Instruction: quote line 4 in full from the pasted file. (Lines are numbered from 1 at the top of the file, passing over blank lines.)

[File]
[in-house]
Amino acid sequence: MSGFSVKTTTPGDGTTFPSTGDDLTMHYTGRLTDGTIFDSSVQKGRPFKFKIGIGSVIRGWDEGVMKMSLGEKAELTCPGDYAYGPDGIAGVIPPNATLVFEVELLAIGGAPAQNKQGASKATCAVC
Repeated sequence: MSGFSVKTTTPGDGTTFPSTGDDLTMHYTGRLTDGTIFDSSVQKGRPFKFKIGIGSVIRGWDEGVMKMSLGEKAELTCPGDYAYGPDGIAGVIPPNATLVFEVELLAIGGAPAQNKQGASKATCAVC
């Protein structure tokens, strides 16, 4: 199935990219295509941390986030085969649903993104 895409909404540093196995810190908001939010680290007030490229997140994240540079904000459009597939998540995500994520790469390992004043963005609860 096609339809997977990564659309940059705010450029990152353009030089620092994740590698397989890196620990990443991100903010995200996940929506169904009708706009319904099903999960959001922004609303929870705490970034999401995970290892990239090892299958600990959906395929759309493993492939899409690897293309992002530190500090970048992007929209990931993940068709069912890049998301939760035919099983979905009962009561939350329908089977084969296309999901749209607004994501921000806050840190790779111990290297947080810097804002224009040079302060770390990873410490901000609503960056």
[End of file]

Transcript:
């Protein structure tokens, strides 16, 4: 199935990219295509941390986030085969649903993104 895409909404540093196995810190908001939010680290007030490229997140994240540079904000459009597939998540995500994520790469390992004043963005609860 096609339809997977990564659309940059705010450029990152353009030089620092994740590698397989890196620990990443991100903010995200996940929506169904009708706009319904099903999960959001922004609303929870705490970034999401995970290892990239090892299958600990959906395929759309493993492939899409690897293309992002530190500090970048992007929209990931993940068709069912890049998301939760035919099983979905009962009561939350329908089977084969296309999901749209607004994501921000806050840190790779111990290297947080810097804002224009040079302060770390990873410490901000609503960056």